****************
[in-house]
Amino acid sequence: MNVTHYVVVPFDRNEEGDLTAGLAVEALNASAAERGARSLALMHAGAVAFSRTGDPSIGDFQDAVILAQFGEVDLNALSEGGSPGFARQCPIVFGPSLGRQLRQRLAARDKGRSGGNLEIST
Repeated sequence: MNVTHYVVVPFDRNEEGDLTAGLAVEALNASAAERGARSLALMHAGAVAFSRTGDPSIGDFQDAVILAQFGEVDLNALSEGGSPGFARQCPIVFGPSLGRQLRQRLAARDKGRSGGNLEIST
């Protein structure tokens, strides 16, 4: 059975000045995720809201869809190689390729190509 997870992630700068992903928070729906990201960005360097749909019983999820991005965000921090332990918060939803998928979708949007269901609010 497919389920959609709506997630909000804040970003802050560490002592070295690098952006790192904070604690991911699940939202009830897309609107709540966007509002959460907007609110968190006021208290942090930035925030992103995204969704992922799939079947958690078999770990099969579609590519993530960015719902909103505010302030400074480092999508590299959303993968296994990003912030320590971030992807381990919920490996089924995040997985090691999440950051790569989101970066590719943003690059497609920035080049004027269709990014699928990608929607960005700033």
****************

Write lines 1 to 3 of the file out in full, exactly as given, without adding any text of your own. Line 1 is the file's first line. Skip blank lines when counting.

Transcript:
[in-house]
Amino acid sequence: MNVTHYVVVPFDRNEEGDLTAGLAVEALNASAAERGARSLALMHAGAVAFSRTGDPSIGDFQDAVILAQFGEVDLNALSEGGSPGFARQCPIVFGPSLGRQLRQRLAARDKGRSGGNLEIST
Repeated sequence: MNVTHYVVVPFDRNEEGDLTAGLAVEALNASAAERGARSLALMHAGAVAFSRTGDPSIGDFQDAVILAQFGEVDLNALSEGGSPGFARQCPIVFGPSLGRQLRQRLAARDKGRSGGNLEIST